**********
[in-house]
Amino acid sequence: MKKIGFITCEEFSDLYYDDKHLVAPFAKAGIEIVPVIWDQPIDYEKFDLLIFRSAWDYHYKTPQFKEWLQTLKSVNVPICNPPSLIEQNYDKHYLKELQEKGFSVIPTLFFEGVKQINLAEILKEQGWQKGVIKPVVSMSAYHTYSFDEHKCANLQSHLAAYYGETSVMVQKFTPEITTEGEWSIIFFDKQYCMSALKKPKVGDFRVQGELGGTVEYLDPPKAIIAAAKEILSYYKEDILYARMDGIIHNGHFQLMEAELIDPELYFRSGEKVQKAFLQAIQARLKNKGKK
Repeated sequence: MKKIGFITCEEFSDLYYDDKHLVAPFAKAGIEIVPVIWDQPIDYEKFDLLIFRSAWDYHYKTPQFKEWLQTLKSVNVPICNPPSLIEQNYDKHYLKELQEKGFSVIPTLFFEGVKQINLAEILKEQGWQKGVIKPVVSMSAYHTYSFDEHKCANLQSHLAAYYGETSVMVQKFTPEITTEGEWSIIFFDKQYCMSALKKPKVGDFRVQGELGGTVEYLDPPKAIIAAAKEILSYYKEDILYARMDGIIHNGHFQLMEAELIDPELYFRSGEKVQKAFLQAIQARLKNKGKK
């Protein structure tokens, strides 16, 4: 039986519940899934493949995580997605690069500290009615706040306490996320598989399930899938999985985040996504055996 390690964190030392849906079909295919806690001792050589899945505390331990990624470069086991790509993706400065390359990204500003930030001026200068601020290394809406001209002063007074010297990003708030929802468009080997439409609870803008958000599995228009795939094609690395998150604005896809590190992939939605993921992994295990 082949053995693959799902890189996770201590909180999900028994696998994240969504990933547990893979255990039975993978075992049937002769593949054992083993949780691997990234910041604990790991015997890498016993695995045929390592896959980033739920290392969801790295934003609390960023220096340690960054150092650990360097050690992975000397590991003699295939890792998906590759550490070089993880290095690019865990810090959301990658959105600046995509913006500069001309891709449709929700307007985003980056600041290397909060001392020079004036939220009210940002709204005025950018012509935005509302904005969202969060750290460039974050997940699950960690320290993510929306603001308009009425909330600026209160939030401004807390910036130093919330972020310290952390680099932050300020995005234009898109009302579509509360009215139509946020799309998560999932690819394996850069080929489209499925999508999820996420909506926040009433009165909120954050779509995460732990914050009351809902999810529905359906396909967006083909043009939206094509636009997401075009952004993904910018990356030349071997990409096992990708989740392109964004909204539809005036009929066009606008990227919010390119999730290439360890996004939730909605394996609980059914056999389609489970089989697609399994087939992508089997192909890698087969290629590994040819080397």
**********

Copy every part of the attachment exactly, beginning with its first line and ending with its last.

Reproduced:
[in-house]
Amino acid sequence: MKKIGFITCEEFSDLYYDDKHLVAPFAKAGIEIVPVIWDQPIDYEKFDLLIFRSAWDYHYKTPQFKEWLQTLKSVNVPICNPPSLIEQNYDKHYLKELQEKGFSVIPTLFFEGVKQINLAEILKEQGWQKGVIKPVVSMSAYHTYSFDEHKCANLQSHLAAYYGETSVMVQKFTPEITTEGEWSIIFFDKQYCMSALKKPKVGDFRVQGELGGTVEYLDPPKAIIAAAKEILSYYKEDILYARMDGIIHNGHFQLMEAELIDPELYFRSGEKVQKAFLQAIQARLKNKGKK
Repeated sequence: MKKIGFITCEEFSDLYYDDKHLVAPFAKAGIEIVPVIWDQPIDYEKFDLLIFRSAWDYHYKTPQFKEWLQTLKSVNVPICNPPSLIEQNYDKHYLKELQEKGFSVIPTLFFEGVKQINLAEILKEQGWQKGVIKPVVSMSAYHTYSFDEHKCANLQSHLAAYYGETSVMVQKFTPEITTEGEWSIIFFDKQYCMSALKKPKVGDFRVQGELGGTVEYLDPPKAIIAAAKEILSYYKEDILYARMDGIIHNGHFQLMEAELIDPELYFRSGEKVQKAFLQAIQARLKNKGKK
């Protein structure tokens, strides 16, 4: 039986519940899934493949995580997605690069500290009615706040306490996320598989399930899938999985985040996504055996 390690964190030392849906079909295919806690001792050589899945505390331990990624470069086991790509993706400065390359990204500003930030001026200068601020290394809406001209002063007074010297990003708030929802468009080997439409609870803008958000599995228009795939094609690395998150604005896809590190992939939605993921992994295990 082949053995693959799902890189996770201590909180999900028994696998994240969504990933547990893979255990039975993978075992049937002769593949054992083993949780691997990234910041604990790991015997890498016993695995045929390592896959980033739920290392969801790295934003609390960023220096340690960054150092650990360097050690992975000397590991003699295939890792998906590759550490070089993880290095690019865990810090959301990658959105600046995509913006500069001309891709449709929700307007985003980056600041290397909060001392020079004036939220009210940002709204005025950018012509935005509302904005969202969060750290460039974050997940699950960690320290993510929306603001308009009425909330600026209160939030401004807390910036130093919330972020310290952390680099932050300020995005234009898109009302579509509360009215139509946020799309998560999932690819394996850069080929489209499925999508999820996420909506926040009433009165909120954050779509995460732990914050009351809902999810529905359906396909967006083909043009939206094509636009997401075009952004993904910018990356030349071997990409096992990708989740392109964004909204539809005036009929066009606008990227919010390119999730290439360890996004939730909605394996609980059914056999389609489970089989697609399994087939992508089997192909890698087969290629590994040819080397």